huggy

Possum Update

It was an interesting night.

Lut suggested I set an alarm for a couple of hours after I went to bed, so that I could turn the heating pad back on. The heating pad has an automatic shut-off as a safety feature. In this case, it was an unsafety feature, but I couldn't disable it and it had been the only model WalMart had in stock.

I have a peculiar quirk: I don't have a great time sense but I have a reliable internal alarm clock. The only time I oversleep is when I wake up, decide I don't want to get up after all, and go back to sleep. Even that is a very rare event for me. So I didn't set an actual alarm clock, but I told myself as I was going to sleep at about 1:30AM: "Remember, you want to wake up in two hours to turn the heating pad back on for the baby possums."

I woke up with Ash sitting next to my face and mewling at me. I petted her sleepily, and thought, I need to be awake for something. It's not petting the cat. Why do I need to be awake? It took about a minute for oh, baby possums to surface. I got up. It was 3:30AM. I went out to the foyer, turned the heating pad back on, refreshed the sponge with more warm water, woke some hapless baby possums to make sure they weren't dead, and lay down to go back to sleep. Then got up again to make sure that the door to the foyer was closed again (it was) and both cats were on my side of it and not the possum side of it (they were).

Fifteen minutes later, Lut woke, went to the bathroom, and asked me "Do you want to reheat the possums?"

"Already did."

I went back to sleep.

4:30AM: Woke again, got up, turned on the heating pad, skipped waking the possums this time, went back to sleep.

5:30AM: Woke from a dream about baby possums. Turned on heating pad, woke possums (still alive), changed out sponge, turned off light in foyer. Started to lay back down, turned around, and switched light in foyer back on because the heating pad socket is on the same circuit as the light.

6:15AM: Went to check on possums. Carefully closed door to foyer. Spotted Callie in foyer with me. "Ack! How did you get in here? Get out! No you can't eat any baby possums!" Shooed Callie out. Checked on possums, who'd grown a few inches and were happy and excited to see me and started jumping on me and crawling all over me. "Aww, you're even cuter than before, you look kinda like kittens ... wait, I'm dreaming again, aren't I?" Woke up. Waited 15 minutes, reset heating pad (some of the "turned on heating pad" were really "turned it off and turned it back on again to reset the auto shutoff timer", because it doesn't shut off for an hour or so and sometimes I checked it before it had shut off), only woke a couple of possums to make sure they were still alive. Lay down again. Got up to make sure door was still closed (it was) and cats were on the right side of it (they were). 10 minutes later, Lut called out, "Do you want to reheat the possums?" "Already did."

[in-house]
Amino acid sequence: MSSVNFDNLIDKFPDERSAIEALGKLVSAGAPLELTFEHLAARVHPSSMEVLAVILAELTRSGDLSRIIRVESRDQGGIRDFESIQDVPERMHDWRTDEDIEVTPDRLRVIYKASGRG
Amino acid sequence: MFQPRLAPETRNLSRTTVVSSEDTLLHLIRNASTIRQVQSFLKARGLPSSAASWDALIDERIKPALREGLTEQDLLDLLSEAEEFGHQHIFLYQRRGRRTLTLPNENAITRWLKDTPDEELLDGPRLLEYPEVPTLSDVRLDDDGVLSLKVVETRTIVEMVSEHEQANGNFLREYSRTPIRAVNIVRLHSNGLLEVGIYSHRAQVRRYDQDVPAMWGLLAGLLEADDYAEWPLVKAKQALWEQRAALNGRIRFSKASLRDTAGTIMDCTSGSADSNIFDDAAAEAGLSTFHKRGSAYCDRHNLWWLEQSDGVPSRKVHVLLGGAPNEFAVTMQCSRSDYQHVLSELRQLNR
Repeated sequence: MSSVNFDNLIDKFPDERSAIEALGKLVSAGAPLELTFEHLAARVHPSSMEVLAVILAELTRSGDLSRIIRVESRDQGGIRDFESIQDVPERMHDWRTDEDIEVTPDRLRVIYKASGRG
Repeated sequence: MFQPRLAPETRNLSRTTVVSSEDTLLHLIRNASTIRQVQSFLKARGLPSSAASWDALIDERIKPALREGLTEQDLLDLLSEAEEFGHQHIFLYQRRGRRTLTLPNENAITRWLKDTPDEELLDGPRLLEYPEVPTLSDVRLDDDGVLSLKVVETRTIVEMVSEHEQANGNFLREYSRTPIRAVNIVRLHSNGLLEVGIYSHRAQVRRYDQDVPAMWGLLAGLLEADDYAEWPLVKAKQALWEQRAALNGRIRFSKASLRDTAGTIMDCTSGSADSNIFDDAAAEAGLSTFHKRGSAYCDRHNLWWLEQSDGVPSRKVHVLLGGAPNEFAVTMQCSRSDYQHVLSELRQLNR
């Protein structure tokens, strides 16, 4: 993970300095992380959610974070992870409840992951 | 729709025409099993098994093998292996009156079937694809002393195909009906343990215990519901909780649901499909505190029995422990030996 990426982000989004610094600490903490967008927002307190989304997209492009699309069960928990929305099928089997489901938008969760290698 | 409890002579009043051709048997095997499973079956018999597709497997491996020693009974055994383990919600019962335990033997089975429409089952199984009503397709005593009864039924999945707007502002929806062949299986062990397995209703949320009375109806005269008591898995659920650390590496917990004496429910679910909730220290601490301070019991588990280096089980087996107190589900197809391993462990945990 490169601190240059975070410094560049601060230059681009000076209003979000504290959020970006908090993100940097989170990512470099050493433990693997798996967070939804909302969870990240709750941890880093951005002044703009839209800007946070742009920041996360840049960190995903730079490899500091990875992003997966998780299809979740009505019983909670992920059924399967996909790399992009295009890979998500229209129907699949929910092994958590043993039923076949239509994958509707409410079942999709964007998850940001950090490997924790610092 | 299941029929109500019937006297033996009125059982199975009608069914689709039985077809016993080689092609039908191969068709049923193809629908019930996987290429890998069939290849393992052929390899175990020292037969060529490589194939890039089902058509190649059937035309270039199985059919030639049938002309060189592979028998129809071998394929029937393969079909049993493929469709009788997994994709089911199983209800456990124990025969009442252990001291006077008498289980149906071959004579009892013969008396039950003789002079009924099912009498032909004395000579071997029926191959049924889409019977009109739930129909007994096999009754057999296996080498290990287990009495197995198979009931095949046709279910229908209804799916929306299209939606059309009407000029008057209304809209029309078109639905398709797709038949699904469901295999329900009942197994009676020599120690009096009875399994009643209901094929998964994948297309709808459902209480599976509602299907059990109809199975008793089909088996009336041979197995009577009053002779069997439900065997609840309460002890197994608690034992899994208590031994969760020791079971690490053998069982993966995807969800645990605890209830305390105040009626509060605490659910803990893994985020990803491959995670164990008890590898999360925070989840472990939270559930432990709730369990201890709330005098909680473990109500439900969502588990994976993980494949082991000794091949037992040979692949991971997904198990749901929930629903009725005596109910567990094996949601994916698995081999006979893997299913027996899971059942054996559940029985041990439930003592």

7:15AM: Woke up, reset heating pad , turned around to lie down again, stopped, checked door (closed) and cats (with me).

8:10AM: Woke up. Stayed awake this time. Changed sponge, reset heating pad, got dressed. Woke all the possums to make sure they were still alive. They were! All twelve of them! Yes! They made their little cat-sneeze "chh! chh!" noises at me, and I made "chh" noises back at them. Took some photos of the possums with my real camera as opposed to the crappy cellphone camera. D'aww, so cute. I'll post more pictures later.

Lut got up shortly thereafter, and we set out a little before 9 for the nature center. We went over the bits of care rendered to the possums and that they hadn't really eaten or drank yet, and the woman at the center took them into the back area to extract them from my tub into one of their containers. I asked her to take a picture of them in their new environment for me, which she did (posted below). They won't be staying at the center: the center has home rehabilitators, and one of them will come pick the babies up. Hopefully today.

So, they were all alive and seemed reasonably healthy the last time I saw them. Maybe with luck they'll make it after all. I am tired now, and I put more effort into doing this than I think was necessary -- it was a warm night and I fully expect the possums would've been fine without the heating pad at all -- after all, they'd survived Thursday night outside without any source of heat. Nonetheless, I'm glad I did it anyway, for a bunch of reasons. Yay possums!


Bucket o' Possums Bucket o' Possums
Baby possums ensconced in a bucket at the Lakeside Nature Center